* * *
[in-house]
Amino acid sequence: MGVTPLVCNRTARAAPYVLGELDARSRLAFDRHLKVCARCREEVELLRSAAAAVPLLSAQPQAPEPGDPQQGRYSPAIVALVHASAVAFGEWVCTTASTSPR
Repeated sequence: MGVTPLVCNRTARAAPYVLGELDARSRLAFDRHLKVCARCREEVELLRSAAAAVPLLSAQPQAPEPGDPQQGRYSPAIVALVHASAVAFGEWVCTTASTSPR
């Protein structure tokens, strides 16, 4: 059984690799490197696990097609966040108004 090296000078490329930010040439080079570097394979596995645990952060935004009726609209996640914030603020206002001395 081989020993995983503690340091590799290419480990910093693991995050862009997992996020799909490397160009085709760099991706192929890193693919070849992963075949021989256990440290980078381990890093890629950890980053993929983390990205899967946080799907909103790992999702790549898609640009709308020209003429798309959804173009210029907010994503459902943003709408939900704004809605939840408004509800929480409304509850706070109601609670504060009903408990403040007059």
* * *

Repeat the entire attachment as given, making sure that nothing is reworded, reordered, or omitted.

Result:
[in-house]
Amino acid sequence: MGVTPLVCNRTARAAPYVLGELDARSRLAFDRHLKVCARCREEVELLRSAAAAVPLLSAQPQAPEPGDPQQGRYSPAIVALVHASAVAFGEWVCTTASTSPR
Repeated sequence: MGVTPLVCNRTARAAPYVLGELDARSRLAFDRHLKVCARCREEVELLRSAAAAVPLLSAQPQAPEPGDPQQGRYSPAIVALVHASAVAFGEWVCTTASTSPR
């Protein structure tokens, strides 16, 4: 059984690799490197696990097609966040108004 090296000078490329930010040439080079570097394979596995645990952060935004009726609209996640914030603020206002001395 081989020993995983503690340091590799290419480990910093693991995050862009997992996020799909490397160009085709760099991706192929890193693919070849992963075949021989256990440290980078381990890093890629950890980053993929983390990205899967946080799907909103790992999702790549898609640009709308020209003429798309959804173009210029907010994503459902943003709408939900704004809605939840408004509800929480409304509850706070109601609670504060009903408990403040007059």